This open source numeric evaluator library can be found on github at https://github.com/Ben-Mann/evald.
I think I wrote my first expression scripting interpreter when I was about fifteen – albeit on a Commodore 64, using my own scripting language, and with no real target audience or application in mind. Compilers, interpreters and languages were cool – and the Commodore 64’s built-in BASIC interpreter certainly inspired attempts at improvement. Many a future hacker and developer was born of an era when a computer was better described by its initial potential than usability.
I’ve written various types of expression parsers since, professionally, in multiple industries. Motivations varied: Off the shelf offerings were expensive and difficult to maintain, or open source offerings were bloated and glacial, or the particular use case dictated expressions and data handling that were simply unique. I’ve no doubt similar requirements will come up again, too.
In a recent project I had a commercial parser & evaluator component which was unnecessarily slow for what seemed to be a trivial and elementary use case. There were reasons: It was partly bloated because it was using existing general purpose frameworks for its parsing, or because it was handling complex numbers, vectors, matrices, strings, and other data types. But none of these were necessary for my use case. Knocking together something that satisfied my requirements (a fast, extensible math parser and evaluator) looked like it wouldn’t be rocket science and was something I’d done before (and a type of project from which, frankly, I derive an irrational glee).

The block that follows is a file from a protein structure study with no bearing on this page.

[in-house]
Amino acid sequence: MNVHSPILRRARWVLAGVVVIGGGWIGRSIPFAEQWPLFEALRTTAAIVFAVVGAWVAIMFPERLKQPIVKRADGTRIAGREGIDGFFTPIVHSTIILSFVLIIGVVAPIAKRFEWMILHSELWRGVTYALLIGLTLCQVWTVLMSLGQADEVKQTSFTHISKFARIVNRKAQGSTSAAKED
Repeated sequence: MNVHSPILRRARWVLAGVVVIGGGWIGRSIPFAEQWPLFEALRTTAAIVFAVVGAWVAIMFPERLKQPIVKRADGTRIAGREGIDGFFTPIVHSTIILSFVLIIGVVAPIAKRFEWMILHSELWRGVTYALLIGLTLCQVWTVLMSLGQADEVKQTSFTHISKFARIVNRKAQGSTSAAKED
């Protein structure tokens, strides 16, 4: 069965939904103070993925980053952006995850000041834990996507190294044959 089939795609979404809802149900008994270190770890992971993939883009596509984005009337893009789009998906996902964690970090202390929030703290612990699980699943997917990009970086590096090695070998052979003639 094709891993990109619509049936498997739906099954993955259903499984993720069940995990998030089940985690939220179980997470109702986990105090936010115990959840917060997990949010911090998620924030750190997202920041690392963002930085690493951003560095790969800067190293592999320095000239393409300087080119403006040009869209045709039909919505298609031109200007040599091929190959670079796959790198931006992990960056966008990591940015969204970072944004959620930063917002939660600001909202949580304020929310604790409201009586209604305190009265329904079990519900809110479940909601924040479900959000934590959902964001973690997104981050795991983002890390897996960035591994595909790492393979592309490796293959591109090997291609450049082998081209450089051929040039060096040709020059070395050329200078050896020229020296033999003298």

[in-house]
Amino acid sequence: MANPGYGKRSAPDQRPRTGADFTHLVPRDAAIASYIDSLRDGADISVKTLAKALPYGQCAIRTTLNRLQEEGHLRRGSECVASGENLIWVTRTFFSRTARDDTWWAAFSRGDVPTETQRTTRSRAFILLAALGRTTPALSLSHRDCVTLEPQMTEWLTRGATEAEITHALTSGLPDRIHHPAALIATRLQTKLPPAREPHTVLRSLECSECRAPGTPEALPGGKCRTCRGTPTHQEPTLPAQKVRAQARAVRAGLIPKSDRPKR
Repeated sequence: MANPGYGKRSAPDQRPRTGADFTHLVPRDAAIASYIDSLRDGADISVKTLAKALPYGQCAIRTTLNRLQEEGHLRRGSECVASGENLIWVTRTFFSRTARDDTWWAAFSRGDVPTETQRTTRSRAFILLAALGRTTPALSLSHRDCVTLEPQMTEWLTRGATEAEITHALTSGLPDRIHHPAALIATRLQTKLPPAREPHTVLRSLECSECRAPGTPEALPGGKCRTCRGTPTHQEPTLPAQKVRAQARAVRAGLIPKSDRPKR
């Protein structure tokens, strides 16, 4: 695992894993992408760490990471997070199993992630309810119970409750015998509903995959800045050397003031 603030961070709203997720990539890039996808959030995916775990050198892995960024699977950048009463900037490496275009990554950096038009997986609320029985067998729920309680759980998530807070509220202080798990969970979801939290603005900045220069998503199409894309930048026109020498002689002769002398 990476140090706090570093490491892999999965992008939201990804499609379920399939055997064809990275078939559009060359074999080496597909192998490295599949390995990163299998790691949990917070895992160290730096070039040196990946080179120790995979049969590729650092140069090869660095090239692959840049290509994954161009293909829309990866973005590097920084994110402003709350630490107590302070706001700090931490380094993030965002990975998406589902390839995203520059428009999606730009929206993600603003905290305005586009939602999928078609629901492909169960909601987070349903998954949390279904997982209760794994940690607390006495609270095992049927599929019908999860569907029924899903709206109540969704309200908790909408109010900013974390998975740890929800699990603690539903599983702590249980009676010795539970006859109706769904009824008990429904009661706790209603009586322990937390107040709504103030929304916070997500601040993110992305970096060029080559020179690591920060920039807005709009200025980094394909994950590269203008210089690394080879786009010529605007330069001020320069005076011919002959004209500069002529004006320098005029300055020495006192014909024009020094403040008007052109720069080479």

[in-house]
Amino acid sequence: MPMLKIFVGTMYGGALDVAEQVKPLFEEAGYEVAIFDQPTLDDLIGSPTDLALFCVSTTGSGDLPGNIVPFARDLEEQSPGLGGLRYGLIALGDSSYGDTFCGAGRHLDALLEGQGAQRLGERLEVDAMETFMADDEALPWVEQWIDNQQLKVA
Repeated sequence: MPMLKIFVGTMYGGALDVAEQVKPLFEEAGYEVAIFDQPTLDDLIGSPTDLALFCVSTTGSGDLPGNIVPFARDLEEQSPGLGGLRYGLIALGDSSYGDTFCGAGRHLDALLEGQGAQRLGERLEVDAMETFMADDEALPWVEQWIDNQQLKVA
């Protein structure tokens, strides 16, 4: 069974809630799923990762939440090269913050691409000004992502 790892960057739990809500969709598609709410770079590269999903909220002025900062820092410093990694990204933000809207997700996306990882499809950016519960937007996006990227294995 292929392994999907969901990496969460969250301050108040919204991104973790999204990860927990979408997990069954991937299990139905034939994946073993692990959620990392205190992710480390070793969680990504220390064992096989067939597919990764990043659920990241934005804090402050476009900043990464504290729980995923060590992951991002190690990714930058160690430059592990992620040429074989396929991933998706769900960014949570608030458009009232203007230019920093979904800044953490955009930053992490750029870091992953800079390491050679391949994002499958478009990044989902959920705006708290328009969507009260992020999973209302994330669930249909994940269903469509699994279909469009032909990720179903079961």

I also wanted the freedom to reuse it, and having benefited from plenty of other open source projects in the past, release it in a way that benefits others similarly.
So enter evald – an open-source project on Github offering an extensible and fast tree-based expression parser & evaluator in Java. The library is very lightweight and requires no additional libraries (though if you need to run the tests, you’ll need junit). Hopefully the project page provides a good guide to its use.
If you use it I’d love to know, either here or on github. I’m very much a novice at creating open source projects (just trying to work out how ant works enough to make the build script work correctly almost made my brain explode), but it’s been a lot of fun putting this together. Though as with any project, polishing the last 10% seemed to take 90% of the time.
And why call it Evald? Well, finding a unique project name on github wasn’t as trivial as I thought it’d be, and it does fit the simple evaluator/double use case. Though every time I turn the word over in my mind I’m reminded of a line by Alfre Woodard from Star Trek: First Contact, when her character Lily is reminded that the antagonists were called the Borg:
Borg? Sounds Swedish.